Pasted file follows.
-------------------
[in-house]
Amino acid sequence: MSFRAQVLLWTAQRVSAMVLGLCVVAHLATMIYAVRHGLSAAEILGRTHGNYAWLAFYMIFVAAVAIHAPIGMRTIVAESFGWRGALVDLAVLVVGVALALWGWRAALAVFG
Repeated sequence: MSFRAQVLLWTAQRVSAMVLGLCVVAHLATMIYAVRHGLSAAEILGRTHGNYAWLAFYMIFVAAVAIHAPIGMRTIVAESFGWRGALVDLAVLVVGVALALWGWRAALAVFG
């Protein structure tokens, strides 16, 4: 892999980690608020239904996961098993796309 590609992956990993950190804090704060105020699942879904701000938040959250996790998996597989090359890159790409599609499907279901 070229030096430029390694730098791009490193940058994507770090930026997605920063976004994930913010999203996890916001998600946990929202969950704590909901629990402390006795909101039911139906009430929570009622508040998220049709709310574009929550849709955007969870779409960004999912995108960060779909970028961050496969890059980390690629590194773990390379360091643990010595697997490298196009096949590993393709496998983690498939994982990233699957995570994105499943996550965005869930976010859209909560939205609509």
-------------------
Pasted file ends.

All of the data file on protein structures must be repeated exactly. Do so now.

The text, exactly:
[in-house]
Amino acid sequence: MSFRAQVLLWTAQRVSAMVLGLCVVAHLATMIYAVRHGLSAAEILGRTHGNYAWLAFYMIFVAAVAIHAPIGMRTIVAESFGWRGALVDLAVLVVGVALALWGWRAALAVFG
Repeated sequence: MSFRAQVLLWTAQRVSAMVLGLCVVAHLATMIYAVRHGLSAAEILGRTHGNYAWLAFYMIFVAAVAIHAPIGMRTIVAESFGWRGALVDLAVLVVGVALALWGWRAALAVFG
């Protein structure tokens, strides 16, 4: 892999980690608020239904996961098993796309 590609992956990993950190804090704060105020699942879904701000938040959250996790998996597989090359890159790409599609499907279901 070229030096430029390694730098791009490193940058994507770090930026997605920063976004994930913010999203996890916001998600946990929202969950704590909901629990402390006795909101039911139906009430929570009622508040998220049709709310574009929550849709955007969870779409960004999912995108960060779909970028961050496969890059980390690629590194773990390379360091643990010595697997490298196009096949590993393709496998983690498939994982990233699957995570994105499943996550965005869930976010859209909560939205609509």